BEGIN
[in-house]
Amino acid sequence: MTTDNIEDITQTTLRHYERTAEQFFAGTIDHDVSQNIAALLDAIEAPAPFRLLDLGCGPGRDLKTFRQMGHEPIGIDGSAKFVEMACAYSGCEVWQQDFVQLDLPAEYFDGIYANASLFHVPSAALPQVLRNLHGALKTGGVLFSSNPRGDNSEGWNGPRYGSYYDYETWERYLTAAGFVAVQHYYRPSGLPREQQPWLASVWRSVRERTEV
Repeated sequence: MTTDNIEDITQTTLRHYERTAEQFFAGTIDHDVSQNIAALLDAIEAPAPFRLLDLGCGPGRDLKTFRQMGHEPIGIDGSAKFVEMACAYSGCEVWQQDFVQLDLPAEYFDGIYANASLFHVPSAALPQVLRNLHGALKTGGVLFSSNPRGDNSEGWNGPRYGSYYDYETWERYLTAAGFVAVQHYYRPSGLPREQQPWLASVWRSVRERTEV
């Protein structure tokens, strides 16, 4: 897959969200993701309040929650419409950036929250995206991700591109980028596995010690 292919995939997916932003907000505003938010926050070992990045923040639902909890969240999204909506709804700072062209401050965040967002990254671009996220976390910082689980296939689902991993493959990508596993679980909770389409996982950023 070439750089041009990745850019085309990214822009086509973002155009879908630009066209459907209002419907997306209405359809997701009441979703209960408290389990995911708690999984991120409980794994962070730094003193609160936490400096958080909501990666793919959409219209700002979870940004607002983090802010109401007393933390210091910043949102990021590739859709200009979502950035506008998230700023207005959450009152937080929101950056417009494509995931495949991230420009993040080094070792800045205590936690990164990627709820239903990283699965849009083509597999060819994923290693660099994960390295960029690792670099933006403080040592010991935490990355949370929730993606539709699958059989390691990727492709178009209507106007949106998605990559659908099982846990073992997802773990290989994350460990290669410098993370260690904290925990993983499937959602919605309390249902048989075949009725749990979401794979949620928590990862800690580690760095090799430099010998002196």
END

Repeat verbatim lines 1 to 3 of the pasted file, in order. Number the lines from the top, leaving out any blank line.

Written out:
[in-house]
Amino acid sequence: MTTDNIEDITQTTLRHYERTAEQFFAGTIDHDVSQNIAALLDAIEAPAPFRLLDLGCGPGRDLKTFRQMGHEPIGIDGSAKFVEMACAYSGCEVWQQDFVQLDLPAEYFDGIYANASLFHVPSAALPQVLRNLHGALKTGGVLFSSNPRGDNSEGWNGPRYGSYYDYETWERYLTAAGFVAVQHYYRPSGLPREQQPWLASVWRSVRERTEV
Repeated sequence: MTTDNIEDITQTTLRHYERTAEQFFAGTIDHDVSQNIAALLDAIEAPAPFRLLDLGCGPGRDLKTFRQMGHEPIGIDGSAKFVEMACAYSGCEVWQQDFVQLDLPAEYFDGIYANASLFHVPSAALPQVLRNLHGALKTGGVLFSSNPRGDNSEGWNGPRYGSYYDYETWERYLTAAGFVAVQHYYRPSGLPREQQPWLASVWRSVRERTEV